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Drug Bust Hits 14 Cities

Federal agents arrested scores of people nationwide and seized millions in narcotics Tuesday as they broke up what Assistant FBI Director Thomas Pickard called one of the top 20 drug distribution networks in the U.S.

The FBI said agents had warrants to arrest 100 people and search more than 70 sites in the operation involving a group allegedly imports tons of cocaine and marijuana across the Southwest border to distribute it in the East and Midwest.

The target of the year-old, multi-agency Operation Southwest Express was the drug trafficking organization of Omar Rocha Soto, who was arrested Monday night in San Diego along with his wife, Adriana Espinoza.

Also arrested were Daniel, Raul and Angel Sotello-Lopez, three brothers who agents said coordinated transportation for the group from their El Paso, Texas, base.

They and others arrested were charged with drug trafficking, money laundering and conspiracy. The trafficking charges alone can carry 20-year prison terms.

During the course of the investigation, agents seized over 4 thousand pounds of marijuana, almost 3 thousand kilos of cocaine and more than $1million in cash. By Tuesday night 70 people were in custody and nearly 30 more arrests are expected.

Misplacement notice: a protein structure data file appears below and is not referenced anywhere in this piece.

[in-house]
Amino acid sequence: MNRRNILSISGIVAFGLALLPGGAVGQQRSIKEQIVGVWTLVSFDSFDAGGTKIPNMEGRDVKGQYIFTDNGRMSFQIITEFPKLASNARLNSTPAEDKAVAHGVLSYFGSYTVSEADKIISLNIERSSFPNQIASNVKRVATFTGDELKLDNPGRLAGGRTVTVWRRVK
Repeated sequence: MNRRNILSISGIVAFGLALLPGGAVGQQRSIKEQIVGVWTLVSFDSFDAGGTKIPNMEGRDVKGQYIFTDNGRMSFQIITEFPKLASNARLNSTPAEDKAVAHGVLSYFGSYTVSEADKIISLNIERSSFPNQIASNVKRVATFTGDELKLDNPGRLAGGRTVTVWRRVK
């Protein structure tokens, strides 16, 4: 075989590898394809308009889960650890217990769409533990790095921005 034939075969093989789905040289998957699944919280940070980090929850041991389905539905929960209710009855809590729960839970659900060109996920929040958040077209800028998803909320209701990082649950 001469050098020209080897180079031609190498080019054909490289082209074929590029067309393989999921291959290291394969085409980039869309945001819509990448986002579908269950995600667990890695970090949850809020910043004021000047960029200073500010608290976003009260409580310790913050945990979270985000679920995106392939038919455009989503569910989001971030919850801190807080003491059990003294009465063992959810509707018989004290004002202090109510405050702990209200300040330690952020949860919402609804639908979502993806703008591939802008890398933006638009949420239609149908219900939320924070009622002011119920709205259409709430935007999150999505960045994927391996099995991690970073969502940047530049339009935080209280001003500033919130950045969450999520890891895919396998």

FBI Director Louis Freeh called the operation a success. "This investigation has resulted in a major disruption of the flow of drugs from the Southwest border throughout the United States, and the dismantlement of a major international drug trafficking network," he said.

Assistant Director Pickard said the group brought drugs into San Diego and El Paso then shipped them to friends and associates in Chicago. From Chicago, the drugs went on to Cleveland, New York, Boston, Nashville and Atlanta. He said the drugs originated in Mexico, South America and Southeast Asia.

"This organization that was disrupted today embraced the American capitalist idea and would sell any type of drug for a profit," Pickard said. "It did not discriminate in its dealings with any other drug organizations. For example, they sold to Dominicans, blacks, Middle Easterners and any other organized crime group throughout the United States."

Numerous federal agencies including the FBI, Drug Enforcement Administration, and IRS, teamed up with more than 50 state and local police agencies to carry out the investigation.

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